What’s the current trend? This trend hits right at home. My teen daughter returned home from volleyball practice and asked for me to purchase an Celsius energy drink, after her interest was aroused by the popularity of it on TikTok. This Celsius energy drink is now well-known in college, high school and even among professional athletes because the company claims it is a vital source of energy and increases metabolism and helps in the burning of fat in the body.

The Truth behind the trend Studies suggest that energy drinks could be dangerous. A study from 2019 found that energy drinks could increase blood pressure and other studies have found that their consumption can cause headaches and insomnia, stomachaches, and hyperactivity.

Celsius as well as other drinks for energy have a variety of stimulants, like caffeine and Guarana extract. Guarana is a substance that contains approximately four times the amount of caffein as coffee beans. The excessive intake of caffeine can cause anxiety as well as insomnia, heart conditions and stomach upsets. Celsius Heat has 300 milligrams of caffeine (and the U.S. Food and Drug Administration suggests that 400 milligrams of caffeine is acceptable to consume) This would nearly top out your daily intake of caffeine. Celsius also has taurine, that helps treat congestive heart failure. However there’s study on Taurine’s safety consumed in large doses or over longer lengths of duration.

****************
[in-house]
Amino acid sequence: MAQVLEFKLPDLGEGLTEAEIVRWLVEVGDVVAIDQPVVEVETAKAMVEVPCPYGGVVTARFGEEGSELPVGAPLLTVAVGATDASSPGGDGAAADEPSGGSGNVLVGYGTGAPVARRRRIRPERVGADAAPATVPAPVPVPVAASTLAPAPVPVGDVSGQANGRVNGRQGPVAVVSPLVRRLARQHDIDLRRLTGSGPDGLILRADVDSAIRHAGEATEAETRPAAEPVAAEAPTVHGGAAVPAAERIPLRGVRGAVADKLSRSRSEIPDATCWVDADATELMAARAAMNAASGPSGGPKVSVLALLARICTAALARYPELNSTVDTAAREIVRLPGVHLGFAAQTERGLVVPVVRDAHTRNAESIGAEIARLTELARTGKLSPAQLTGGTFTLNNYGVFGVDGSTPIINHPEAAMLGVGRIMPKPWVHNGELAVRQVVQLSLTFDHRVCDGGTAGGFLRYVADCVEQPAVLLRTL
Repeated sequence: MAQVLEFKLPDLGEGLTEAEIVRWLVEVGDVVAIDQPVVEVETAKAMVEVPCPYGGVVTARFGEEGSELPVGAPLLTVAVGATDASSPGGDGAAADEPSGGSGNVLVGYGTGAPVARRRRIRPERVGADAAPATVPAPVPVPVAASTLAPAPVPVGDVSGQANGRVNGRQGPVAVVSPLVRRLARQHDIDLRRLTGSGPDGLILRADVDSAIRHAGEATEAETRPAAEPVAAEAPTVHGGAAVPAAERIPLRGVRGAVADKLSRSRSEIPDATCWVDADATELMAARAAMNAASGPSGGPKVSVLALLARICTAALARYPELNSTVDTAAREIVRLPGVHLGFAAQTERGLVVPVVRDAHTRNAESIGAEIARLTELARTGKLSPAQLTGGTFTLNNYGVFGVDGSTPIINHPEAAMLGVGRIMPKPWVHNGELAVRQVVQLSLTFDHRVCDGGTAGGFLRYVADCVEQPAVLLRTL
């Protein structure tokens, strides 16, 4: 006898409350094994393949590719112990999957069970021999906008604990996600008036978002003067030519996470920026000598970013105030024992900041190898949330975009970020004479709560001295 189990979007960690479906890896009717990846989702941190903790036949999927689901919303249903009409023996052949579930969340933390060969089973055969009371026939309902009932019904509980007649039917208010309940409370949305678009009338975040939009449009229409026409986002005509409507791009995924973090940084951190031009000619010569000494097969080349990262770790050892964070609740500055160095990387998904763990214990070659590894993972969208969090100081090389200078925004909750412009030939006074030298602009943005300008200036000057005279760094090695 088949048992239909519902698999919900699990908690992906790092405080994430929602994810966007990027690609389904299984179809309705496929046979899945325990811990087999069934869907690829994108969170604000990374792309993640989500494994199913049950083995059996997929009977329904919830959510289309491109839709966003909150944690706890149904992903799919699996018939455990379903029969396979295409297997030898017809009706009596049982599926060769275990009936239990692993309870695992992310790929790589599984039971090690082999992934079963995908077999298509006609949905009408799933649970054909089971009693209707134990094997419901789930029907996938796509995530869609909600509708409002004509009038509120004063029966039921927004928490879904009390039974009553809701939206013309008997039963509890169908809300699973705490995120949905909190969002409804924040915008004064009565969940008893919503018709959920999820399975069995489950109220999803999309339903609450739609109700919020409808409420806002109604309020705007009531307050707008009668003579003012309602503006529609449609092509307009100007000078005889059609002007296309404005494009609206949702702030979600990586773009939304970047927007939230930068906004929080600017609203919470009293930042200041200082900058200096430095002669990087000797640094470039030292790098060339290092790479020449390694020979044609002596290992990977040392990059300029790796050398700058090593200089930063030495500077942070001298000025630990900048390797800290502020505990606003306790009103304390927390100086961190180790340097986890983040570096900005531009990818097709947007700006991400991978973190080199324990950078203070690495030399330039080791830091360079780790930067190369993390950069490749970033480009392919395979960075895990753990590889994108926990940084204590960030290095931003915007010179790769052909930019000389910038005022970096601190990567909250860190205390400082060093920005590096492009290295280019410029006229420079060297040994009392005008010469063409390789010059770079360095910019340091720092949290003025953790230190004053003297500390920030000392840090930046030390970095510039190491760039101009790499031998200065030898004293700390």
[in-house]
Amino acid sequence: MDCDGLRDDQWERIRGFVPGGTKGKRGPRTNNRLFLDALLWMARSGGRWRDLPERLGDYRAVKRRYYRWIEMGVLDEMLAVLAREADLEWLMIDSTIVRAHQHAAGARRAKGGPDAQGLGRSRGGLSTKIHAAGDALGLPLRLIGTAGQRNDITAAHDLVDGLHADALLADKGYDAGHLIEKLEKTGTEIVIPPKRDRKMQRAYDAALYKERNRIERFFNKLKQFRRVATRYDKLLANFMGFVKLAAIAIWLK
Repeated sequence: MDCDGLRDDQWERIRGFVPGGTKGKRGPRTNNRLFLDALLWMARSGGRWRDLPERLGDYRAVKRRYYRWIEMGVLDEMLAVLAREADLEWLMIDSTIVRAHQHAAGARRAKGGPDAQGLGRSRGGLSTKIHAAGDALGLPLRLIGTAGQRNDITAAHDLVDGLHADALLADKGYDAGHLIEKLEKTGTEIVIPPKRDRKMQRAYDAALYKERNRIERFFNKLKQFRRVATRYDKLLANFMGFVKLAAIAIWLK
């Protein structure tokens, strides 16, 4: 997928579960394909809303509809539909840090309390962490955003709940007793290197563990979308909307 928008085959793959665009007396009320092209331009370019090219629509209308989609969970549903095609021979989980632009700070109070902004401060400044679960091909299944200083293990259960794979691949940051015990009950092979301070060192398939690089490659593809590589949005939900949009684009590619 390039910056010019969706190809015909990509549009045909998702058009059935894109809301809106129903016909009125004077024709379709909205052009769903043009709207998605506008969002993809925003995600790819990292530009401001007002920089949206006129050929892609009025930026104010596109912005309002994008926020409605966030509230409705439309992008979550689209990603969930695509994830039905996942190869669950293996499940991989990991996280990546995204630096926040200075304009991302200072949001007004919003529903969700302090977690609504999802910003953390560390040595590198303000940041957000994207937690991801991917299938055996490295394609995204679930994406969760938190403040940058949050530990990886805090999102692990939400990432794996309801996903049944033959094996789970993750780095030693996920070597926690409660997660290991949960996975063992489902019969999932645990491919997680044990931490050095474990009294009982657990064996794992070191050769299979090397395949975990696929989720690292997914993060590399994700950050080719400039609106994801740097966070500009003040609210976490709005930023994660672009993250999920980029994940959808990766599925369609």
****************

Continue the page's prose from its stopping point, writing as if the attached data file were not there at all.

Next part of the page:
Do you want to try to skip? Skip this one. There are more effective ways to increase your energy than with the addition of lots of caffeine or other not scientifically sound, ingredients to your exercise routine. Water is the most effective option for those who exercise moderately. And if you need additional fluids or electrolytes, typically when you’re working out for more than an hour, or if it’s extremely hot outside I recommend coconut water , or Gatorade.